Autodesk makes software for people who make things. If you've ever driven a high-performance car, admired a towering skyscraper, used a smartphone, or watched a great film, chances are you've experienced what millions of Autodesk customers are doing with our software. Autodesk gives you the power to make anything, but some segments of the general public are not yet aware of that.
The Autodesk Gallery at One Market in San Francisco celebrates design — the process of taking a great idea and turning it into a reality. With about 60 different exhibits regularly on display that showcase the innovative work of Autodesk customers, the gallery illustrates the role technology plays in great design and engineering. Autodesk Gallery Ambassadors conduct gallery tours as a sideline to their day jobs. The tours provide ambassadors with opportunities to practice public speaking in front of small groups by informing visitors about what our customers imagine, design, and make using our software.
Sometimes exhibits from the gallery go on the road and appear at special events, like pop-up galleries that we have hosted in Paris, London, Tokyo, and Toronto. In contrast, sometimes exhibits are created for special events and then make their way to the Autodesk Gallery in San Francisco. For example, at last year's Autodesk University in Las Vegas, we debuted 19 new exhibits. Some of these may resurface in San Francisco.
The Making Mass Customization Easier Customer: Project Frog exhibit is one such exhibit from AU:
- Project Frog // more
- Autodesk Forge // more
- Autodesk Fusion 360 // more
- Autodesk Fusion Lifecycle // more
- Autodesk Revit // more
Prefabrication can trim construction time and accelerate permitting, but design teams often find it difficult to weave in prefabricated components, often needing to comb through complicated manuals.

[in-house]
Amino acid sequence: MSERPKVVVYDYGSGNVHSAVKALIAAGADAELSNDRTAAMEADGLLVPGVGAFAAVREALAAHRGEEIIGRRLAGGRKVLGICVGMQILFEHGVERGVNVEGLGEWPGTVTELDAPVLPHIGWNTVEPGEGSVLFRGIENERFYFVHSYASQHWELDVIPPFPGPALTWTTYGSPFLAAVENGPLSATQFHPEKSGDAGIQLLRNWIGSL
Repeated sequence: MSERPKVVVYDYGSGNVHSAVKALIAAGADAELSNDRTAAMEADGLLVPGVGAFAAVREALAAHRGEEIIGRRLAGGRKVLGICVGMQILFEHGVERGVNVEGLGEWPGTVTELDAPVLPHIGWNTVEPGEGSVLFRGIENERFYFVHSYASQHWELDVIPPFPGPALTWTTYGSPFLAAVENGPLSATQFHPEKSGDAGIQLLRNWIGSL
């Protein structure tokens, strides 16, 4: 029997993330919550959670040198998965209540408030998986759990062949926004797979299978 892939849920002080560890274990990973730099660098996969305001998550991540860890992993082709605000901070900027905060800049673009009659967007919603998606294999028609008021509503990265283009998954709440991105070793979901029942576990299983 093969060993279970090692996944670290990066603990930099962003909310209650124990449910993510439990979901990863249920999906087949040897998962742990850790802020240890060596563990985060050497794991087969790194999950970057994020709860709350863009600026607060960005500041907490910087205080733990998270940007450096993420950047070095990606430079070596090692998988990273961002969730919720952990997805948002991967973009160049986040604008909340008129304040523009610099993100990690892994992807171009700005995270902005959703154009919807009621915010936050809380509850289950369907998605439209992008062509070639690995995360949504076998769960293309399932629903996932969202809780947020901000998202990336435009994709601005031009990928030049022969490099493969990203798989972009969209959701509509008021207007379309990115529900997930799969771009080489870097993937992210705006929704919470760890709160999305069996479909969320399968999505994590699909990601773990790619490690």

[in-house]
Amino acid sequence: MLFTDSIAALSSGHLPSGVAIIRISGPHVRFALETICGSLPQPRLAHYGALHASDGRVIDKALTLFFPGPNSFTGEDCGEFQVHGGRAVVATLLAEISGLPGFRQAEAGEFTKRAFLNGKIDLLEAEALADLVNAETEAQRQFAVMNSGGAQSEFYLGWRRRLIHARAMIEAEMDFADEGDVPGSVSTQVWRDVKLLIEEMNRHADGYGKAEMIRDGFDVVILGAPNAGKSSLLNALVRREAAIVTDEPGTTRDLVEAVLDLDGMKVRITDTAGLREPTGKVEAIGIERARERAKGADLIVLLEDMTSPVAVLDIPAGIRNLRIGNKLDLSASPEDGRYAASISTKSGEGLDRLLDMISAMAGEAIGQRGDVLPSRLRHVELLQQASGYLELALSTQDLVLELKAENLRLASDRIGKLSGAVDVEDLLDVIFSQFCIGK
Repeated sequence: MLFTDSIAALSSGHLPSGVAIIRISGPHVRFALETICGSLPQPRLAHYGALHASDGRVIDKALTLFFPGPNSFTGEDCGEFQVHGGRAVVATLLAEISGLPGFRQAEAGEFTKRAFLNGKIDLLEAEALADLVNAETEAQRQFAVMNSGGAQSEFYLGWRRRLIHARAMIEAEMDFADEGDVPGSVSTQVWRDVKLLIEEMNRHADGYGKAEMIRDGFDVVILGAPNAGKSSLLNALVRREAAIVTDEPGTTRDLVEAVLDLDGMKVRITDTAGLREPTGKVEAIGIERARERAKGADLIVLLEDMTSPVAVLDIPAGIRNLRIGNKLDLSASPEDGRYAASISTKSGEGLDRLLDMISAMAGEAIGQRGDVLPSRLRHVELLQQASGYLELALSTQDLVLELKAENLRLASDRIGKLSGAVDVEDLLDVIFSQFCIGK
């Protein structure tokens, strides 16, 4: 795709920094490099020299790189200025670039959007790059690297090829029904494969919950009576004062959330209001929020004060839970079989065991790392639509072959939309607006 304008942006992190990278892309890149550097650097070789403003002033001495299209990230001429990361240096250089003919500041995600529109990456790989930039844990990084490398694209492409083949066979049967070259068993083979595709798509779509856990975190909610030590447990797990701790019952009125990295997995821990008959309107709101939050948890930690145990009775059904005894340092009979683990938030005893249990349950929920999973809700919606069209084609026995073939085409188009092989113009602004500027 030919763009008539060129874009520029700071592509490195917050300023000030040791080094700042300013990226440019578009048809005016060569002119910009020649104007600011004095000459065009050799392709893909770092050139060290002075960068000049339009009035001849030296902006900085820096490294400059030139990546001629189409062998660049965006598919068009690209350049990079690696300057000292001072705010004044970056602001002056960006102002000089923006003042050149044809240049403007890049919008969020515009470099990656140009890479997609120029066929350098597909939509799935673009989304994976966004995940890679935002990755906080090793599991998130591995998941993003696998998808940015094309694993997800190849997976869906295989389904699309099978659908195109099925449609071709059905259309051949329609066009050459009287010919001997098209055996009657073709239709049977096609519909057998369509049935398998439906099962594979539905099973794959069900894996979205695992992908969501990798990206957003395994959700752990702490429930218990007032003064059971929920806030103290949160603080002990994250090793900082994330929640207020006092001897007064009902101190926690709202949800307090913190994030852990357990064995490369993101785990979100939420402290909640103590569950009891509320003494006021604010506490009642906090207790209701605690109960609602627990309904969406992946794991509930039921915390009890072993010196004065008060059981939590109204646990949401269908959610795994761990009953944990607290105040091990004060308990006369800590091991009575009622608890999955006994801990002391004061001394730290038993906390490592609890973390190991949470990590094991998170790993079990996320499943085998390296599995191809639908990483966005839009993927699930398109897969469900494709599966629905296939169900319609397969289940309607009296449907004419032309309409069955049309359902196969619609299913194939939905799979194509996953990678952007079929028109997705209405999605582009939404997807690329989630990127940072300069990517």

Prefabrication can trim construction time and accelerate permitting, but design teams have often found it difficult to weave together prefabricated components. Finding out whether a roofing system will work with a given facade, for example, can require consulting complicated manuals. And manufacturers may have to recreate design details for fabrication tools, increasing costs and the risk of errors. Project Frog eliminates these obstacles — and many others — making it faster, easier, and greener to get the building right using prefabricated components.
Using Autodesk Forge, Project Frog allows designs to be customized using a library of prefabricated components that behave according to built-in rules so architects can design without consulting manuals, and proper information flows to manufacturers for fabrication and installation.
Using Forge APIs, Project Frog created a cloud-based solution that puts data at the center of the design-to-manufacturing-to-construction workflow. Architects can turn to Project Frog and Autodesk Revit to customize designs using a library of prefabricated building components. The prefab content behaves according to built-in rules, helping architects design without endlessly consulting manuals. Data flows seamlessly to manufacturers for fabrication and to contractors for construction.